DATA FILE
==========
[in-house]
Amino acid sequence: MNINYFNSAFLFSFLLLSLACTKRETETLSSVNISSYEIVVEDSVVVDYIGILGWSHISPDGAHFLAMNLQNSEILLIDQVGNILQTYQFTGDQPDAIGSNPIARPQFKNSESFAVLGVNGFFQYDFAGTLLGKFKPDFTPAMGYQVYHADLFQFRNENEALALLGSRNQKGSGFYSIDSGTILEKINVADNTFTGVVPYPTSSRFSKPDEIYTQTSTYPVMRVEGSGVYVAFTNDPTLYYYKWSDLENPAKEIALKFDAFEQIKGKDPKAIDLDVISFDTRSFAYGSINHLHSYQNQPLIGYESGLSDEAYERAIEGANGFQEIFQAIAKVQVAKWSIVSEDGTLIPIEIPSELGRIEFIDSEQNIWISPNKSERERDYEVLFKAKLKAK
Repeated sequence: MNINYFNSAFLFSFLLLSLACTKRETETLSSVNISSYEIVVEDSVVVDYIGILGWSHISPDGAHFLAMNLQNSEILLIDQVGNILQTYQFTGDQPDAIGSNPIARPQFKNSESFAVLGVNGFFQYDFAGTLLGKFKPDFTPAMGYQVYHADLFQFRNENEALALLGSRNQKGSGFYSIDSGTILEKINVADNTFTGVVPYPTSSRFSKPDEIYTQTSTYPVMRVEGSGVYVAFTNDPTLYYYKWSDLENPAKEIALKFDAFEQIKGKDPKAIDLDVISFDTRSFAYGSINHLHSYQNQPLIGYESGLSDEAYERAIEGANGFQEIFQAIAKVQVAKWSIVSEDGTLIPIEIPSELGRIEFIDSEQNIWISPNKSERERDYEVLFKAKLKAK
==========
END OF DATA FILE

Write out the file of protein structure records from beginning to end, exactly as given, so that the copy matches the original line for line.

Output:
[in-house]
Amino acid sequence: MNINYFNSAFLFSFLLLSLACTKRETETLSSVNISSYEIVVEDSVVVDYIGILGWSHISPDGAHFLAMNLQNSEILLIDQVGNILQTYQFTGDQPDAIGSNPIARPQFKNSESFAVLGVNGFFQYDFAGTLLGKFKPDFTPAMGYQVYHADLFQFRNENEALALLGSRNQKGSGFYSIDSGTILEKINVADNTFTGVVPYPTSSRFSKPDEIYTQTSTYPVMRVEGSGVYVAFTNDPTLYYYKWSDLENPAKEIALKFDAFEQIKGKDPKAIDLDVISFDTRSFAYGSINHLHSYQNQPLIGYESGLSDEAYERAIEGANGFQEIFQAIAKVQVAKWSIVSEDGTLIPIEIPSELGRIEFIDSEQNIWISPNKSERERDYEVLFKAKLKAK
Repeated sequence: MNINYFNSAFLFSFLLLSLACTKRETETLSSVNISSYEIVVEDSVVVDYIGILGWSHISPDGAHFLAMNLQNSEILLIDQVGNILQTYQFTGDQPDAIGSNPIARPQFKNSESFAVLGVNGFFQYDFAGTLLGKFKPDFTPAMGYQVYHADLFQFRNENEALALLGSRNQKGSGFYSIDSGTILEKINVADNTFTGVVPYPTSSRFSKPDEIYTQTSTYPVMRVEGSGVYVAFTNDPTLYYYKWSDLENPAKEIALKFDAFEQIKGKDPKAIDLDVISFDTRSFAYGSINHLHSYQNQPLIGYESGLSDEAYERAIEGANGFQEIFQAIAKVQVAKWSIVSEDGTLIPIEIPSELGRIEFIDSEQNIWISPNKSERERDYEVLFKAKLKAK